Her name was Brenda

On a chilly Melbourne morning the usual crowd boarded the 6.55 bus to the city. The driver noticed a frail elderly woman sprawled across a bench. On closer inspection he realised she was wet, shivering and gasping for breath. He hopped back into the bus and to his question “did anyone phone the police or ambulance?” the general conversation fell to an empty silence and blank faces. “No one eh…wow you can’t all be blind, surely!” He called the police and ambulance; they were quick to respond.

Several weeks later a Crisis and Homeless Centre contacted the bus-driver to thank him for his compassion and inform him that she died about a day later…alone.

Her name was Brenda.

For several years, this 79 year old woman roamed our streets believing she couldn’t belong anywhere. She lived in a filthy boarded-up shop with no heating, electricity or water and no furnishings other than a bed-frame. She didn’t sleep on the bed-frame because she associated ‘bed’ with the horrific mental and physical abuse she suffered from a ruthless husband. One day, taking no possessions of any kind, she found the courage to run away. Sadly, as the result of numerous beatings, she couldn’t remember if she had family or friends to run to.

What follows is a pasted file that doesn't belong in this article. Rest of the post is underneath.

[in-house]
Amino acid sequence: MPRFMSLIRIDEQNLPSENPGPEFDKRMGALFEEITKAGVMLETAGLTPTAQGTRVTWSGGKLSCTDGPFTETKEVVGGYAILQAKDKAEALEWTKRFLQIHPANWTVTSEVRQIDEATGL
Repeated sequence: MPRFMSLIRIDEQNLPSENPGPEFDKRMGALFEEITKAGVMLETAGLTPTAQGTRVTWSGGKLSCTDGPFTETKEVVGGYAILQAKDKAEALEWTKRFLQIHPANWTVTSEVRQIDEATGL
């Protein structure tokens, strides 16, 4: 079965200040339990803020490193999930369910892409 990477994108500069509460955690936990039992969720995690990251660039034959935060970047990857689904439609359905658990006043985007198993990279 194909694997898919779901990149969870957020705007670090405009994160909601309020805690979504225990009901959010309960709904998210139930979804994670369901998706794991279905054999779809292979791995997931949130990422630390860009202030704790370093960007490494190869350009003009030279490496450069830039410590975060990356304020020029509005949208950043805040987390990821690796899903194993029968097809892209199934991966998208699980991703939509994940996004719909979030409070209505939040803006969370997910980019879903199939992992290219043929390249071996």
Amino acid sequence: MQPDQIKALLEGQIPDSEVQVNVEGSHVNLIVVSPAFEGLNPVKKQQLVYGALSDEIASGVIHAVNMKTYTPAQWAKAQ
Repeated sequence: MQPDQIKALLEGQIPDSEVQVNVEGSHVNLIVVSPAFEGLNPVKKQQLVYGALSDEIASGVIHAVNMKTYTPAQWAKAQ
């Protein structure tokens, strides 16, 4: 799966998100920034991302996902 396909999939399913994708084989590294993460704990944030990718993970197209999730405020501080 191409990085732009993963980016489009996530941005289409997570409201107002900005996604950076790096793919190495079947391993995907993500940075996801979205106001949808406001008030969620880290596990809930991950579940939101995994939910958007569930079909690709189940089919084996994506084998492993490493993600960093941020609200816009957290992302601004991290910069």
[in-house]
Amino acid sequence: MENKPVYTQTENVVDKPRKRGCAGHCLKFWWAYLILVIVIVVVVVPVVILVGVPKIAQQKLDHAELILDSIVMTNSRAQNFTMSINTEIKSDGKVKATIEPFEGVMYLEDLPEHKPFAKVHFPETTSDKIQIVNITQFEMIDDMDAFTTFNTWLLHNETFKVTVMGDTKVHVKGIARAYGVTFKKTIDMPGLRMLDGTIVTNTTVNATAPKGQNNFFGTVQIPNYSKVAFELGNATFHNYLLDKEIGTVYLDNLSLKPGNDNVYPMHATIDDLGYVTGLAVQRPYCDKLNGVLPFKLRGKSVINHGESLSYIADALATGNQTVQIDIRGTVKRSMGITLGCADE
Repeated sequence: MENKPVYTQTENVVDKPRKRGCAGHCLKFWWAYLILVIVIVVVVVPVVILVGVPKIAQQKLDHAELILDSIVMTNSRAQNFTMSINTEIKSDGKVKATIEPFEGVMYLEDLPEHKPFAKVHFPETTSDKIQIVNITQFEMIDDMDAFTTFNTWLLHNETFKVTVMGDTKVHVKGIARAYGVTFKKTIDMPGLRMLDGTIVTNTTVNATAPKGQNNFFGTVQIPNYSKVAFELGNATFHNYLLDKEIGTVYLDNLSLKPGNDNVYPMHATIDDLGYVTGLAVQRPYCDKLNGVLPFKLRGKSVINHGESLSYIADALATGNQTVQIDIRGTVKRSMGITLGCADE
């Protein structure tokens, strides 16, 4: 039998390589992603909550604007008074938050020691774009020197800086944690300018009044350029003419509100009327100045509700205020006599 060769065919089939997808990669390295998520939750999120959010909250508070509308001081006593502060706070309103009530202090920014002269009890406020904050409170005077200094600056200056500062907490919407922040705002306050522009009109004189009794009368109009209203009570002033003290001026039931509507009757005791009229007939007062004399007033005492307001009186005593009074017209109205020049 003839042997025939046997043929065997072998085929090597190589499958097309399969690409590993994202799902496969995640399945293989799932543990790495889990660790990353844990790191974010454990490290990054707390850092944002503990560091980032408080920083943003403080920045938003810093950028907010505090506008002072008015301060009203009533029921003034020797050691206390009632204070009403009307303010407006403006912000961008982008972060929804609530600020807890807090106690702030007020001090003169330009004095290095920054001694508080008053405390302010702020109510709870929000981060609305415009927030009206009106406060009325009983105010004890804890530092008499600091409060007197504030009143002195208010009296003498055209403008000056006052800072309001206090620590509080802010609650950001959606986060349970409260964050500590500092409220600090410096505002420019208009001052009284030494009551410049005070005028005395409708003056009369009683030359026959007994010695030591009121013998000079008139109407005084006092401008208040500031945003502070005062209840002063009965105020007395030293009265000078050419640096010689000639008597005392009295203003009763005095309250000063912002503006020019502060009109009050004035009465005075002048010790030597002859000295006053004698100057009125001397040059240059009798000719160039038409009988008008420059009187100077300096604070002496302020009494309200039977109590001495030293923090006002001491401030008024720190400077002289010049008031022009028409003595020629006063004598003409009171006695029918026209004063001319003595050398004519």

Brenda didn’t make friends. The thought of drawing attention to herself terrified her. She had learnt through bitter experience that it was wiser not to get close to anyone. This was the only way she knew how to survive and cope in a society which – if she dropped her guard – might again treat her as something to be trampled on and thrown away.

The empty shop – her home for a long time – was reduced to a pile of rubble to make way for units. Where she lived until she was discovered at the bus shelter remained a mystery.

To think about Brenda shuffling along streets, being an easy target for abuse of all kinds, living in squalor, hiding in the shadows, scavenging for food, being sick and not realizing that she could get care and comfort – is simply unimaginable.

The psychological effects of being without a safe, secure place to call “my home” over prolonged periods of time are extremely damaging to a person’s mental health, sense of worth and physical well being. It can lead, as it did for Brenda, to a kind of isolation and destitution beyond our comprehension.

In fact, the idea of linking older people with homelessness is just as unthinkable. Yet older men and women make up a significant number of homeless people just in this city.

It’s difficult to fathom what life must have been like for someone who believed that it was safer to seek refuge in the gruesome sub-culture of homelessness.

Try to reflect upon what it would be like if this 79 year old person was the same age as your parent or grandparent!